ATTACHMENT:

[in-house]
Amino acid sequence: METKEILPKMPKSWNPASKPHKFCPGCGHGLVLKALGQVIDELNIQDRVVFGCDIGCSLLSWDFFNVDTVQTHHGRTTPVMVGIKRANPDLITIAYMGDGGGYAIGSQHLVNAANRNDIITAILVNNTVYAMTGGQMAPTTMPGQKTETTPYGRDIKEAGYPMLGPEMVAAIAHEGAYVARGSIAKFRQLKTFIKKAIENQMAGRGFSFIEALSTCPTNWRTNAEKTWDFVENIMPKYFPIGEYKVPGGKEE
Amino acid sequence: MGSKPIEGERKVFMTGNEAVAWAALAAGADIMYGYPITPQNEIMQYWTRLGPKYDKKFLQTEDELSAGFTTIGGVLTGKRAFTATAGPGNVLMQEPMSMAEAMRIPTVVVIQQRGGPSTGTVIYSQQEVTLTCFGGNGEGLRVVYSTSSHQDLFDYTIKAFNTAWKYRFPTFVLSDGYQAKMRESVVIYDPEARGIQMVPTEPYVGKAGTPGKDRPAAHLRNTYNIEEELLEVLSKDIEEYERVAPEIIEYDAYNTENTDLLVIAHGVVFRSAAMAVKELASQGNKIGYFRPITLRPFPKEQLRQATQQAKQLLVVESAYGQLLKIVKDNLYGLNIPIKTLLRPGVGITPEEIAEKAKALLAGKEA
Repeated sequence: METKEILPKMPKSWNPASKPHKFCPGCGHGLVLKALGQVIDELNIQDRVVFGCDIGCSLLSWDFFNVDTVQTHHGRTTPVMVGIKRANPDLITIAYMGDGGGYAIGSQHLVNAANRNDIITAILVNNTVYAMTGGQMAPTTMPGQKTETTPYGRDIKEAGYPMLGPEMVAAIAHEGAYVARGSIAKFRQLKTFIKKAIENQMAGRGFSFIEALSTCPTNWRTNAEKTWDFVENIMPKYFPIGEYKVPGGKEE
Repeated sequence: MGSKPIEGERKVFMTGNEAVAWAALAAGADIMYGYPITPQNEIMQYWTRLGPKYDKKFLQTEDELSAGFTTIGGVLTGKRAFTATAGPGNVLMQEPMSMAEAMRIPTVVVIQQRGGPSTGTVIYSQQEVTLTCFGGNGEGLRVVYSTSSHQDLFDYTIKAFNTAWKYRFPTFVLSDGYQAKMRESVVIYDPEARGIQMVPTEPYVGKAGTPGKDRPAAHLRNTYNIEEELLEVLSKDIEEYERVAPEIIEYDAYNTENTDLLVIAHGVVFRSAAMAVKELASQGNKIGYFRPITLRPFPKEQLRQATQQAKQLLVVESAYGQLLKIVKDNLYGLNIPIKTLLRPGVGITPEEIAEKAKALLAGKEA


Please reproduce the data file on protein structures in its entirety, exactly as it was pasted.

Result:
[in-house]
Amino acid sequence: METKEILPKMPKSWNPASKPHKFCPGCGHGLVLKALGQVIDELNIQDRVVFGCDIGCSLLSWDFFNVDTVQTHHGRTTPVMVGIKRANPDLITIAYMGDGGGYAIGSQHLVNAANRNDIITAILVNNTVYAMTGGQMAPTTMPGQKTETTPYGRDIKEAGYPMLGPEMVAAIAHEGAYVARGSIAKFRQLKTFIKKAIENQMAGRGFSFIEALSTCPTNWRTNAEKTWDFVENIMPKYFPIGEYKVPGGKEE
Amino acid sequence: MGSKPIEGERKVFMTGNEAVAWAALAAGADIMYGYPITPQNEIMQYWTRLGPKYDKKFLQTEDELSAGFTTIGGVLTGKRAFTATAGPGNVLMQEPMSMAEAMRIPTVVVIQQRGGPSTGTVIYSQQEVTLTCFGGNGEGLRVVYSTSSHQDLFDYTIKAFNTAWKYRFPTFVLSDGYQAKMRESVVIYDPEARGIQMVPTEPYVGKAGTPGKDRPAAHLRNTYNIEEELLEVLSKDIEEYERVAPEIIEYDAYNTENTDLLVIAHGVVFRSAAMAVKELASQGNKIGYFRPITLRPFPKEQLRQATQQAKQLLVVESAYGQLLKIVKDNLYGLNIPIKTLLRPGVGITPEEIAEKAKALLAGKEA
Repeated sequence: METKEILPKMPKSWNPASKPHKFCPGCGHGLVLKALGQVIDELNIQDRVVFGCDIGCSLLSWDFFNVDTVQTHHGRTTPVMVGIKRANPDLITIAYMGDGGGYAIGSQHLVNAANRNDIITAILVNNTVYAMTGGQMAPTTMPGQKTETTPYGRDIKEAGYPMLGPEMVAAIAHEGAYVARGSIAKFRQLKTFIKKAIENQMAGRGFSFIEALSTCPTNWRTNAEKTWDFVENIMPKYFPIGEYKVPGGKEE
Repeated sequence: MGSKPIEGERKVFMTGNEAVAWAALAAGADIMYGYPITPQNEIMQYWTRLGPKYDKKFLQTEDELSAGFTTIGGVLTGKRAFTATAGPGNVLMQEPMSMAEAMRIPTVVVIQQRGGPSTGTVIYSQQEVTLTCFGGNGEGLRVVYSTSSHQDLFDYTIKAFNTAWKYRFPTFVLSDGYQAKMRESVVIYDPEARGIQMVPTEPYVGKAGTPGKDRPAAHLRNTYNIEEELLEVLSKDIEEYERVAPEIIEYDAYNTENTDLLVIAHGVVFRSAAMAVKELASQGNKIGYFRPITLRPFPKEQLRQATQQAKQLLVVESAYGQLLKIVKDNLYGLNIPIKTLLRPGVGITPEEIAEKAKALLAGKEA